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Fishing Report: August 18th - Windows open at night

Early rising anglers know immediately if it has been cool enough overnight for a quick predawn session. If your windows are open at night, you’ll know before leaving bed. Alas, my dear better half does not like the windows open overnight, so the first thing I do after pouring a cup of coffee is stand outside and just feel the air. The intermittent crisp nights are more reminiscent of fall but can get the water temperatures down to safe levels. These windows of opportunity are not to be missed if one happens when time allows for some rare summer trout fishing. Of course, you can check your weather app and plan ahead for when the overnight lows fall to 60, too. Double check the water you are about to fish and take that time to observe the stream.

Where to go? I try to stay away from the Trout Conservation Areas, even when the thermal window allows; after all, look at the name: conservation area. These TCAs are a small percent of the publicly available fisheries. Let them do their work! The exception may be the Pequest TCA. As previously discussed, the outflow from the hatchery creates a unique stretch of cool water that is a popular draw year round.

What to fish? For me, I have two choices in mind when I am walking to the river bank and looking for snouts - tiny dries or streamers. BWOs and Trico play a huge role in the summer months, RS2s, Griffith’s (am I on repeat?), you get the picture.

Streamers are tons of fun in the morning and I think the bigger fish are looking for their last meal before they hide in the daylight hours. We have more streamers in the shop now then I remember having in stock at any other time. Pick a few and see which ones work in your favorite stretch of the river.

The cold nights and cool temps close quickly. By ten I am checking the stream thermometer and heading south of route 78, loosely following 31, from Clinton towards Flemington. The chain of parks heading south has great runs and pools that are worth checking out. Watch out for the kayaks and tubers!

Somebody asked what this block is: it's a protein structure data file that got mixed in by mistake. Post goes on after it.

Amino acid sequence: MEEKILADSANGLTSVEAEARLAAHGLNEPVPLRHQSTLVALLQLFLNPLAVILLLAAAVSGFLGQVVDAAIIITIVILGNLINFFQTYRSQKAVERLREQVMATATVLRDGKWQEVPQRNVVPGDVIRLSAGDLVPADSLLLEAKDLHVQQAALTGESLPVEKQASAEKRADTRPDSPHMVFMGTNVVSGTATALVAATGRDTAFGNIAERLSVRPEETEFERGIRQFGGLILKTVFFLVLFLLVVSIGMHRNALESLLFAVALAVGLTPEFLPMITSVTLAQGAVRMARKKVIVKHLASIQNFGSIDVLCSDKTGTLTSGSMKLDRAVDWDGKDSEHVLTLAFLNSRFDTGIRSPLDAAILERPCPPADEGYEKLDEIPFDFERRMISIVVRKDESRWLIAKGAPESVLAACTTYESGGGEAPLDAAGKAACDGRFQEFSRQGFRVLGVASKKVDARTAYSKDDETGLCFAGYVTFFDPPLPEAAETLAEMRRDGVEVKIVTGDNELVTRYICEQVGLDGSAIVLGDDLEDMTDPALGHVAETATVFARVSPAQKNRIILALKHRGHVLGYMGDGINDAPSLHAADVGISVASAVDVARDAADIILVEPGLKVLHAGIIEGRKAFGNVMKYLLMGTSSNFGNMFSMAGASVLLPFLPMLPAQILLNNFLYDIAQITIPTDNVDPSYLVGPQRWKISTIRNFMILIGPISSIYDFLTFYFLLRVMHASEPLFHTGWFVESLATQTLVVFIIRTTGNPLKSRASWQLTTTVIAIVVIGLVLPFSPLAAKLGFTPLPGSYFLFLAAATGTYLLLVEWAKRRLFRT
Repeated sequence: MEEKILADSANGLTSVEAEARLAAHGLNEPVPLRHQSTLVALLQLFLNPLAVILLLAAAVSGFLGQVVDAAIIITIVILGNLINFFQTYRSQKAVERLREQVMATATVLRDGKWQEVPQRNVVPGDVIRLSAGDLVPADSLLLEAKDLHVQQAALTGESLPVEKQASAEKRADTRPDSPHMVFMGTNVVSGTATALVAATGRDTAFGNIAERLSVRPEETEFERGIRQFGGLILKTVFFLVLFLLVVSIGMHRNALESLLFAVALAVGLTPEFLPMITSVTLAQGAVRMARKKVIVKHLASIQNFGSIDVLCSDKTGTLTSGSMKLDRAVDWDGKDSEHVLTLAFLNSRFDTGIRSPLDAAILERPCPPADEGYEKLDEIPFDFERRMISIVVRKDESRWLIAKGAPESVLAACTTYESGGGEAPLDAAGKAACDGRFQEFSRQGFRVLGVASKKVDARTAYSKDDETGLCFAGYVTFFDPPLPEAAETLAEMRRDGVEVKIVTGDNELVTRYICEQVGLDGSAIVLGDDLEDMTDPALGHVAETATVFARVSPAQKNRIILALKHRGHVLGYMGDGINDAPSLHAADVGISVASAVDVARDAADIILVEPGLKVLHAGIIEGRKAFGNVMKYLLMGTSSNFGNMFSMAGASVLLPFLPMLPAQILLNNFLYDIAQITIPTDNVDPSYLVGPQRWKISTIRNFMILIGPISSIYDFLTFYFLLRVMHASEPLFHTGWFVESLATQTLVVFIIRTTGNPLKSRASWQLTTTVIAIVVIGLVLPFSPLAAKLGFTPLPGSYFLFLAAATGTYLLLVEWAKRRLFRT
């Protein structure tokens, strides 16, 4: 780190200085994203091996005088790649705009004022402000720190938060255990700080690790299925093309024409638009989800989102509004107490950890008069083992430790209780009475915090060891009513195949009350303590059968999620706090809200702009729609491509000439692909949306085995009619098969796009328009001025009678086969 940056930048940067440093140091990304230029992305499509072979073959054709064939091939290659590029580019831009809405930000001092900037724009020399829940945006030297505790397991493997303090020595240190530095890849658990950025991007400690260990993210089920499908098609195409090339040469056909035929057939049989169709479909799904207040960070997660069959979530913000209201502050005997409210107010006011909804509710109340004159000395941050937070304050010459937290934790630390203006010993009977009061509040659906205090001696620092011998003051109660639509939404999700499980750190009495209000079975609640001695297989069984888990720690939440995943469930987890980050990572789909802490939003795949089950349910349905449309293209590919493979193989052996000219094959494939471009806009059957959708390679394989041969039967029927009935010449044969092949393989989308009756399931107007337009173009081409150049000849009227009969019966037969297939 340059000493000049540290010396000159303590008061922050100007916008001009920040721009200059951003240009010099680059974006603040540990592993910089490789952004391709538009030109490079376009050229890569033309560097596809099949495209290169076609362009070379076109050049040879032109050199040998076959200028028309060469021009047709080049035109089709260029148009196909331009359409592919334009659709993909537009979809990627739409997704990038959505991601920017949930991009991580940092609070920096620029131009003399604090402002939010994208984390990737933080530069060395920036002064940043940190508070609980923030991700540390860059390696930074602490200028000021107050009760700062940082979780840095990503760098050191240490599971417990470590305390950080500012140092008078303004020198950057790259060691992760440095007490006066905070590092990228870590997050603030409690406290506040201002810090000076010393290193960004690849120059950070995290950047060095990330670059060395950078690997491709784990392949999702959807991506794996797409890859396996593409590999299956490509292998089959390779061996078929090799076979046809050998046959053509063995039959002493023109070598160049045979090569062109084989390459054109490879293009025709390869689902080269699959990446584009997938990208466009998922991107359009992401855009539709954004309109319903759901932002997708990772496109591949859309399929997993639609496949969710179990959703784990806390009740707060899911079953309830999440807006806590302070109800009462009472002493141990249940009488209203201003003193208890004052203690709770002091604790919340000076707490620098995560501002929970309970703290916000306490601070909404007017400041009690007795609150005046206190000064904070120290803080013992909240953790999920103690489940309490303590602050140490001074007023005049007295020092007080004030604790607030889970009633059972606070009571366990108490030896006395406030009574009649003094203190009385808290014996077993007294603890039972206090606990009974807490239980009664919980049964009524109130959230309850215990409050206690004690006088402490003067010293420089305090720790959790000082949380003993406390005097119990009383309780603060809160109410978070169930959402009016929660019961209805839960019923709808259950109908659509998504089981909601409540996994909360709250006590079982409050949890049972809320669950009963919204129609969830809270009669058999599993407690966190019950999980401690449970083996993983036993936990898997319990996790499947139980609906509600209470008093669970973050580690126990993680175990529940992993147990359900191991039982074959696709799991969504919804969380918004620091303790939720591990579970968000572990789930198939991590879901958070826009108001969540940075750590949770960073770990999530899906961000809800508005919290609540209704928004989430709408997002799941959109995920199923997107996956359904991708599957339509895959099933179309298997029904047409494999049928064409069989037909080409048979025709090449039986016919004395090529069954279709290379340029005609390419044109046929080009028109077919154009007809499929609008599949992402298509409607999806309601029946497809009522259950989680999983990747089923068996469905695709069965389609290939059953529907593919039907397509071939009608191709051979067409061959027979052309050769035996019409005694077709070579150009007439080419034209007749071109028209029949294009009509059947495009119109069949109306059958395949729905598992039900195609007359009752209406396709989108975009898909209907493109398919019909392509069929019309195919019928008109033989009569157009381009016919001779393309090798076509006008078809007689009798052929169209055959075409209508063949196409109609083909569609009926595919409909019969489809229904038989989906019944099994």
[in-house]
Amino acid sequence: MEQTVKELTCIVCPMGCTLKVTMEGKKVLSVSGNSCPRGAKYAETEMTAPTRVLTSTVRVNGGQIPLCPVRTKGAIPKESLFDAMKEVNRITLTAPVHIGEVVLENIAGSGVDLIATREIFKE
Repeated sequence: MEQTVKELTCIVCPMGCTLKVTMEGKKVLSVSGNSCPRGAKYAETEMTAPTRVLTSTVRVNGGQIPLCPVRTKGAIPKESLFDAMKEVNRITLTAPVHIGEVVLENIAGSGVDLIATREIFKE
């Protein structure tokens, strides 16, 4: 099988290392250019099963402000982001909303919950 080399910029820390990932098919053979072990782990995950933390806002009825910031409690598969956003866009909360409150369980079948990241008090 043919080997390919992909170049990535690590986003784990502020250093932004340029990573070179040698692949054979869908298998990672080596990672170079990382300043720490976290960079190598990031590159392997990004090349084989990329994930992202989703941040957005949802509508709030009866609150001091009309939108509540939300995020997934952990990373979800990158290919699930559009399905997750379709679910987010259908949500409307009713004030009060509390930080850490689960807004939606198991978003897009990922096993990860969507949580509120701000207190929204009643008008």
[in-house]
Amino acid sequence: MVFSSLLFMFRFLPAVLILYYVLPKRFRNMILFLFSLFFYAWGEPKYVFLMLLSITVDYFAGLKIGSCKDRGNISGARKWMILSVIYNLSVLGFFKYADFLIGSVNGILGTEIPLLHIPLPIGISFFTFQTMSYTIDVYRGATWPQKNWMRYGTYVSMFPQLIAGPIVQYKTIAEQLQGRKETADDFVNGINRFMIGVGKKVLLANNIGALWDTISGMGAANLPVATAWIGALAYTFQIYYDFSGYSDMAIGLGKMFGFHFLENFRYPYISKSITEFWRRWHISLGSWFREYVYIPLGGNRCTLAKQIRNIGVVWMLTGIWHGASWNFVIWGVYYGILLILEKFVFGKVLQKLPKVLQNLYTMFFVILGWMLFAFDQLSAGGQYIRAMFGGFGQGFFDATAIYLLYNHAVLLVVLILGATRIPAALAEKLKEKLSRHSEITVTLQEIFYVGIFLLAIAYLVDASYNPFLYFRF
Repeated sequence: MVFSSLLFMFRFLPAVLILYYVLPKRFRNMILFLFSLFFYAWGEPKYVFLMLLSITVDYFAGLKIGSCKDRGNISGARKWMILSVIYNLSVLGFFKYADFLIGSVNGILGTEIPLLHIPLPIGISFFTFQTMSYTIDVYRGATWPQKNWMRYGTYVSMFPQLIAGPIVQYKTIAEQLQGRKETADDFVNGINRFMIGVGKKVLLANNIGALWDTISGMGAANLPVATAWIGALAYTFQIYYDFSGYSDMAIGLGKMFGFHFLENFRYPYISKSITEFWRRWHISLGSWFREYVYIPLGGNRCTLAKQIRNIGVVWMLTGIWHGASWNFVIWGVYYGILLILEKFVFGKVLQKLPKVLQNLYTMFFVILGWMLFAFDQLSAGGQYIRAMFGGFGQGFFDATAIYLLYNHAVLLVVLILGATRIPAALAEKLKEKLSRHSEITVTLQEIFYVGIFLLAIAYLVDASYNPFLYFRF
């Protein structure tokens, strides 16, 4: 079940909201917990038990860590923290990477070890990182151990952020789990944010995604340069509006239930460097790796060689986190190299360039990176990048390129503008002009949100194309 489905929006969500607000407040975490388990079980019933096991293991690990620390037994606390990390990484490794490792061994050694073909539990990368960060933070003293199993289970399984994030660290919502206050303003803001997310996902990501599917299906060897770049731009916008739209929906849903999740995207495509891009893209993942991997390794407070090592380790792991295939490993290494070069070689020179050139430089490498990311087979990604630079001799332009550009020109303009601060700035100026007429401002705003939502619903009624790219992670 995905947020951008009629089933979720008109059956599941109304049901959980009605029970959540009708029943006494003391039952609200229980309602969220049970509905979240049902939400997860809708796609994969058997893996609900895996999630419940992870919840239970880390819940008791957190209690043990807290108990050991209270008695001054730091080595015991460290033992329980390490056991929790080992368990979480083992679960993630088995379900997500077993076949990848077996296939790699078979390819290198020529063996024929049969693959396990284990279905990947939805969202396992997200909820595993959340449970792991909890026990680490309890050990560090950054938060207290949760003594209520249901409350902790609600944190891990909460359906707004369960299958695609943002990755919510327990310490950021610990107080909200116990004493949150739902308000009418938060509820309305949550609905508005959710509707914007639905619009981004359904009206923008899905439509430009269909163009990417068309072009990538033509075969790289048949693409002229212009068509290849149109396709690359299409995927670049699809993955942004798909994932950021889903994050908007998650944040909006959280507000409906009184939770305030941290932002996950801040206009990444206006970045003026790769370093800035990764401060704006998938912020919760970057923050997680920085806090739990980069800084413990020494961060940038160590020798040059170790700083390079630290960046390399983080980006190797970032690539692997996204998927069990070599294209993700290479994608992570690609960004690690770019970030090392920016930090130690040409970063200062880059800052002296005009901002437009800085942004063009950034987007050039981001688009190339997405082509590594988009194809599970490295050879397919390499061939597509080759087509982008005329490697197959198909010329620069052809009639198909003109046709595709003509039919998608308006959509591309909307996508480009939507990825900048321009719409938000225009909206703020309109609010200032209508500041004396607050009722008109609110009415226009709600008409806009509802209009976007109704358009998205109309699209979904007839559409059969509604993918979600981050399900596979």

And a bonus from Roy, thoughts on 'fishing' and not 'catching':

My grandfather introduced me to fishing when I was young. “That’s why it’s called ‘fishing’ and not ‘catching’” was among his favorite refrains. These words did little to alleviate boredom for a kid when the bite was not happening. I repeat these words to myself as an adult when exploring new water during the hot summer months.

At the risk of repetition, it is not the time of year to fish for trout. If you plan to eat a stocky, have at it - consider not taking the fish from a Trout Conservation Area. Instead, find the ponds in the NJ Fish and Wildlife digest (available online) or lakes that offer access for fishing, including a few that will rent a kayak for an hour or two (Call ahead!). Exploring a new area is easiest with a likely fly. If you do not have to break your rod down, or can do so easily, I usually leave a popper or wooly bugger on for easy access as I wander the banks. Flip the fly out as far as you can muster and retrieve. Often, fish hang just off the banks and under floating vegetation and around docks. Focus on changes in depth and structure, including rocks and logs.

This is fishing!

If nothing else, expect honesty from this report - it is not always catching. When it happens, however, it is worthwhile. Make a note of the date, time and weather for next summer. Return frequently to see the fish hang out or if they appear to follow a pattern. Time of day has a profound effect on still water, especially in the shallows, so think about when bass or pike or carp are likely to be inshore. Some ponds seem teeming with fish one year and stagnant the next.

My grandfather and I fished throughout the summer months in Morris county in the 1980s. We kept (and my mother cooked) just about everything we caught. Trout were his favorite while I preferred perch. I have heard people say that the fish will die anyway during these summer months. A few might, for sure, but they are clever and can move to find suitable places to lay low for a few weeks. Those that do will grow and be ready for us in the Fall. See you out there!

Roy B


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